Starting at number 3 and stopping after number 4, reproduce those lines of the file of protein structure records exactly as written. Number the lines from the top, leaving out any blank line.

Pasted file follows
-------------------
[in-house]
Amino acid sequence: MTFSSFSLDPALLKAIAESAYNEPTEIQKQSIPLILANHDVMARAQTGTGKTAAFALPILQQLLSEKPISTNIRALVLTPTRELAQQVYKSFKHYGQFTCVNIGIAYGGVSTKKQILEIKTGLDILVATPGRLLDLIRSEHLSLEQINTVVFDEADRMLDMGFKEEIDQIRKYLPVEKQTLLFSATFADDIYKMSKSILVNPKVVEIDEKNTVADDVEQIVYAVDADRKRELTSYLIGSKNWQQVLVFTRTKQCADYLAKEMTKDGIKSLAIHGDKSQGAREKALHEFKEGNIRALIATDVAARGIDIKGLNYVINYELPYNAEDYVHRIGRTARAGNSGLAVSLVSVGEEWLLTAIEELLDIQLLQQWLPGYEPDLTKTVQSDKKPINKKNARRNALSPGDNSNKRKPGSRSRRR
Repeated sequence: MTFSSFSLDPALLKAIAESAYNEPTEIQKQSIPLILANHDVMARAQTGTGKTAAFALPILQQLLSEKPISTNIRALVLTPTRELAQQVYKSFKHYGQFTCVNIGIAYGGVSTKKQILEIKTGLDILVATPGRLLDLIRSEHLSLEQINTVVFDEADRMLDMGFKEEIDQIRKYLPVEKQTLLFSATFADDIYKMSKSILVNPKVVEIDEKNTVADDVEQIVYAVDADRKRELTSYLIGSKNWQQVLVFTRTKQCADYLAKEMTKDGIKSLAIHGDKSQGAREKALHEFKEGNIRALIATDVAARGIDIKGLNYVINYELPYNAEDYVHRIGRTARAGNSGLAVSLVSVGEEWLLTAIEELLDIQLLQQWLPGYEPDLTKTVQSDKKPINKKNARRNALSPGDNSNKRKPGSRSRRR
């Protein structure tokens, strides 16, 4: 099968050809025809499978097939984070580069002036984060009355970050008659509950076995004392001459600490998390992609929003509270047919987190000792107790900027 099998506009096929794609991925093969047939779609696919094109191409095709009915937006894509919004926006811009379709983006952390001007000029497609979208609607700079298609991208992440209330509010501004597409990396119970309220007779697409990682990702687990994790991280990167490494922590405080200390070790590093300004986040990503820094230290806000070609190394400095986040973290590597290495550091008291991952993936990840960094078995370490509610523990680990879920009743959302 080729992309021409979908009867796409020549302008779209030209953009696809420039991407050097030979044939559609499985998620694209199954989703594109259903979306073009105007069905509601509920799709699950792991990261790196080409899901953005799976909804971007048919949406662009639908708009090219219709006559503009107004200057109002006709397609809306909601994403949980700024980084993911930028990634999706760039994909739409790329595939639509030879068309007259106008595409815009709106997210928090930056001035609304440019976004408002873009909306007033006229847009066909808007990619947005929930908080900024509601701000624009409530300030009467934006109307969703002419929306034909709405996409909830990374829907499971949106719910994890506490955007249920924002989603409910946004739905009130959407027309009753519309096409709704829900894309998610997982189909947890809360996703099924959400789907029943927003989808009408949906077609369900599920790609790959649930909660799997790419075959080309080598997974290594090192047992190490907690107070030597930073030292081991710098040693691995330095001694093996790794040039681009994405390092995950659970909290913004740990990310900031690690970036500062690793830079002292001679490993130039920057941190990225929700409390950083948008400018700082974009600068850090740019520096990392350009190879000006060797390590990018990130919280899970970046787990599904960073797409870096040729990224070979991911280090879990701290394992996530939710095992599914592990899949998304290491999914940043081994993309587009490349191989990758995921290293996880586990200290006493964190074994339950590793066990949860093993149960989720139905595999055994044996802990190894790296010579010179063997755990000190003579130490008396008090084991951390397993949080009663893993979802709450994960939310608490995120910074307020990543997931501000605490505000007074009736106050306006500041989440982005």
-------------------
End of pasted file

Repeated sequence: MTFSSFSLDPALLKAIAESAYNEPTEIQKQSIPLILANHDVMARAQTGTGKTAAFALPILQQLLSEKPISTNIRALVLTPTRELAQQVYKSFKHYGQFTCVNIGIAYGGVSTKKQILEIKTGLDILVATPGRLLDLIRSEHLSLEQINTVVFDEADRMLDMGFKEEIDQIRKYLPVEKQTLLFSATFADDIYKMSKSILVNPKVVEIDEKNTVADDVEQIVYAVDADRKRELTSYLIGSKNWQQVLVFTRTKQCADYLAKEMTKDGIKSLAIHGDKSQGAREKALHEFKEGNIRALIATDVAARGIDIKGLNYVINYELPYNAEDYVHRIGRTARAGNSGLAVSLVSVGEEWLLTAIEELLDIQLLQQWLPGYEPDLTKTVQSDKKPINKKNARRNALSPGDNSNKRKPGSRSRRR
């Protein structure tokens, strides 16, 4: 099968050809025809499978097939984070580069002036984060009355970050008659509950076995004392001459600490998390992609929003509270047919987190000792107790900027 099998506009096929794609991925093969047939779609696919094109191409095709009915937006894509919004926006811009379709983006952390001007000029497609979208609607700079298609991208992440209330509010501004597409990396119970309220007779697409990682990702687990994790991280990167490494922590405080200390070790590093300004986040990503820094230290806000070609190394400095986040973290590597290495550091008291991952993936990840960094078995370490509610523990680990879920009743959302 080729992309021409979908009867796409020549302008779209030209953009696809420039991407050097030979044939559609499985998620694209199954989703594109259903979306073009105007069905509601509920799709699950792991990261790196080409899901953005799976909804971007048919949406662009639908708009090219219709006559503009107004200057109002006709397609809306909601994403949980700024980084993911930028990634999706760039994909739409790329595939639509030879068309007259106008595409815009709106997210928090930056001035609304440019976004408002873009909306007033006229847009066909808007990619947005929930908080900024509601701000624009409530300030009467934006109307969703002419929306034909709405996409909830990374829907499971949106719910994890506490955007249920924002989603409910946004739905009130959407027309009753519309096409709704829900894309998610997982189909947890809360996703099924959400789907029943927003989808009408949906077609369900599920790609790959649930909660799997790419075959080309080598997974290594090192047992190490907690107070030597930073030292081991710098040693691995330095001694093996790794040039681009994405390092995950659970909290913004740990990310900031690690970036500062690793830079002292001679490993130039920057941190990225929700409390950083948008400018700082974009600068850090740019520096990392350009190879000006060797390590990018990130919280899970970046787990599904960073797409870096040729990224070979991911280090879990701290394992996530939710095992599914592990899949998304290491999914940043081994993309587009490349191989990758995921290293996880586990200290006493964190074994339950590793066990949860093993149960989720139905595999055994044996802990190894790296010579010179063997755990000190003579130490008396008090084991951390397993949080009663893993979802709450994960939310608490995120910074307020990543997931501000605490505000007074009736106050306006500041989440982005």